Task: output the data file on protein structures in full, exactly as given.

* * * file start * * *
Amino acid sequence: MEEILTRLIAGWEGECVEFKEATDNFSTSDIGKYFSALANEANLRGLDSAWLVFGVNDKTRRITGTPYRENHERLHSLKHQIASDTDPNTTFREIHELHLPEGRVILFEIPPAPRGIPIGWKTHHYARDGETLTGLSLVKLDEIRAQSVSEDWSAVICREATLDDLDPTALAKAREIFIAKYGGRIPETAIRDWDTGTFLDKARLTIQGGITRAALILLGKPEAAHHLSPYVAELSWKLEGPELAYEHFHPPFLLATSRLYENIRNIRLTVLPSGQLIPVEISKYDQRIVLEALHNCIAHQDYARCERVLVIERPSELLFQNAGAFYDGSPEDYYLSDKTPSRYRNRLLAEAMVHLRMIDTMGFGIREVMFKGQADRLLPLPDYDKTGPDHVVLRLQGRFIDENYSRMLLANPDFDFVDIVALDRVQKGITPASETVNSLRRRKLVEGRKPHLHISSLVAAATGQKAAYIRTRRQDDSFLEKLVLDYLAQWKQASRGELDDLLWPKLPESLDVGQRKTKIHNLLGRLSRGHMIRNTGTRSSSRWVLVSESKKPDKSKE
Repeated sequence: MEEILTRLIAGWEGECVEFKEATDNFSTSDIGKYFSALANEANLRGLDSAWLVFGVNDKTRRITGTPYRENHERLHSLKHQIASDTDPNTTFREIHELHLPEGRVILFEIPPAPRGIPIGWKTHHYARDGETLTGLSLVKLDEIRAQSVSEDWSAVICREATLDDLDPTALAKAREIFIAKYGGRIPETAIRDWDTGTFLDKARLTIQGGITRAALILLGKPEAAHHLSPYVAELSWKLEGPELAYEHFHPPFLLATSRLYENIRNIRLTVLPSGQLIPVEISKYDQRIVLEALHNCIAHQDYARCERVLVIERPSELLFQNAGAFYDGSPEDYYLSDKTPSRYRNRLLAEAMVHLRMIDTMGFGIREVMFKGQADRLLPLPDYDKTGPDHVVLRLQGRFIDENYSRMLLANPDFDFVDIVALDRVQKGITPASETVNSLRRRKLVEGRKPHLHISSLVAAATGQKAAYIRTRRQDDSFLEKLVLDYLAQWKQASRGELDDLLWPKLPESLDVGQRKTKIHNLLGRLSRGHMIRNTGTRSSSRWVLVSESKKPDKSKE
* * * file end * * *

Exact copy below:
Amino acid sequence: MEEILTRLIAGWEGECVEFKEATDNFSTSDIGKYFSALANEANLRGLDSAWLVFGVNDKTRRITGTPYRENHERLHSLKHQIASDTDPNTTFREIHELHLPEGRVILFEIPPAPRGIPIGWKTHHYARDGETLTGLSLVKLDEIRAQSVSEDWSAVICREATLDDLDPTALAKAREIFIAKYGGRIPETAIRDWDTGTFLDKARLTIQGGITRAALILLGKPEAAHHLSPYVAELSWKLEGPELAYEHFHPPFLLATSRLYENIRNIRLTVLPSGQLIPVEISKYDQRIVLEALHNCIAHQDYARCERVLVIERPSELLFQNAGAFYDGSPEDYYLSDKTPSRYRNRLLAEAMVHLRMIDTMGFGIREVMFKGQADRLLPLPDYDKTGPDHVVLRLQGRFIDENYSRMLLANPDFDFVDIVALDRVQKGITPASETVNSLRRRKLVEGRKPHLHISSLVAAATGQKAAYIRTRRQDDSFLEKLVLDYLAQWKQASRGELDDLLWPKLPESLDVGQRKTKIHNLLGRLSRGHMIRNTGTRSSSRWVLVSESKKPDKSKE
Repeated sequence: MEEILTRLIAGWEGECVEFKEATDNFSTSDIGKYFSALANEANLRGLDSAWLVFGVNDKTRRITGTPYRENHERLHSLKHQIASDTDPNTTFREIHELHLPEGRVILFEIPPAPRGIPIGWKTHHYARDGETLTGLSLVKLDEIRAQSVSEDWSAVICREATLDDLDPTALAKAREIFIAKYGGRIPETAIRDWDTGTFLDKARLTIQGGITRAALILLGKPEAAHHLSPYVAELSWKLEGPELAYEHFHPPFLLATSRLYENIRNIRLTVLPSGQLIPVEISKYDQRIVLEALHNCIAHQDYARCERVLVIERPSELLFQNAGAFYDGSPEDYYLSDKTPSRYRNRLLAEAMVHLRMIDTMGFGIREVMFKGQADRLLPLPDYDKTGPDHVVLRLQGRFIDENYSRMLLANPDFDFVDIVALDRVQKGITPASETVNSLRRRKLVEGRKPHLHISSLVAAATGQKAAYIRTRRQDDSFLEKLVLDYLAQWKQASRGELDDLLWPKLPESLDVGQRKTKIHNLLGRLSRGHMIRNTGTRSSSRWVLVSESKKPDKSKE